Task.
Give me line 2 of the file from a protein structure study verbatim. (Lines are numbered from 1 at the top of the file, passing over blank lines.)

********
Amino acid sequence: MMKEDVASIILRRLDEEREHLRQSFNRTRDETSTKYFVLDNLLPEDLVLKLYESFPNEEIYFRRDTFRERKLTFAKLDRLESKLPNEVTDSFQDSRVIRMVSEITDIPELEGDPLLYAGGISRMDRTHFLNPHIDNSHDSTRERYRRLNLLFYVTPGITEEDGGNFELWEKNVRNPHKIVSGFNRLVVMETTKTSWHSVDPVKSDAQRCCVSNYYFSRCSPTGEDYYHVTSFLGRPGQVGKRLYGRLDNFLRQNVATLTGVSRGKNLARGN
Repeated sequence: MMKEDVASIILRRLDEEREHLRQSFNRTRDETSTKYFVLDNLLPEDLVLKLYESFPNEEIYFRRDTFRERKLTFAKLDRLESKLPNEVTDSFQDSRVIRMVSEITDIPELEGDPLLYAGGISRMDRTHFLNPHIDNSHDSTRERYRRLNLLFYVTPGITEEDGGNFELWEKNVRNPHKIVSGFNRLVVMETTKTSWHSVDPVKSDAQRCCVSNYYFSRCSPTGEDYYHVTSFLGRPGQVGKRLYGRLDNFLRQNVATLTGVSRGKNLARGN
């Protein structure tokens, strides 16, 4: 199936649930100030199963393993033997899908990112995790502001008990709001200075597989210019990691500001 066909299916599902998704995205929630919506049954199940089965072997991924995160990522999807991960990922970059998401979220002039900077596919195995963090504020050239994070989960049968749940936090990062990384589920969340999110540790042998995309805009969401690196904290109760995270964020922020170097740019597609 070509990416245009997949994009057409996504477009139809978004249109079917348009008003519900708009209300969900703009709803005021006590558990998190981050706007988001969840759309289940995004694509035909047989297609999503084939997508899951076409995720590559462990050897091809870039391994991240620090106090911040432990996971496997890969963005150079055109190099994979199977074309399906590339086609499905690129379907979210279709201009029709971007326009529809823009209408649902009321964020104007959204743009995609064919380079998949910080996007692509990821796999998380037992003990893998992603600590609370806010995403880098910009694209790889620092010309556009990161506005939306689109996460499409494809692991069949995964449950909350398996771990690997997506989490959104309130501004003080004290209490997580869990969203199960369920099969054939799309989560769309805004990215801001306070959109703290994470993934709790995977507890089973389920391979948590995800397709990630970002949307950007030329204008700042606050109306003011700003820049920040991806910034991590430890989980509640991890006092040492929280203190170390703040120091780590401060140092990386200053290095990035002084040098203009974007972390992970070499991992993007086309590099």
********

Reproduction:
Repeated sequence: MMKEDVASIILRRLDEEREHLRQSFNRTRDETSTKYFVLDNLLPEDLVLKLYESFPNEEIYFRRDTFRERKLTFAKLDRLESKLPNEVTDSFQDSRVIRMVSEITDIPELEGDPLLYAGGISRMDRTHFLNPHIDNSHDSTRERYRRLNLLFYVTPGITEEDGGNFELWEKNVRNPHKIVSGFNRLVVMETTKTSWHSVDPVKSDAQRCCVSNYYFSRCSPTGEDYYHVTSFLGRPGQVGKRLYGRLDNFLRQNVATLTGVSRGKNLARGN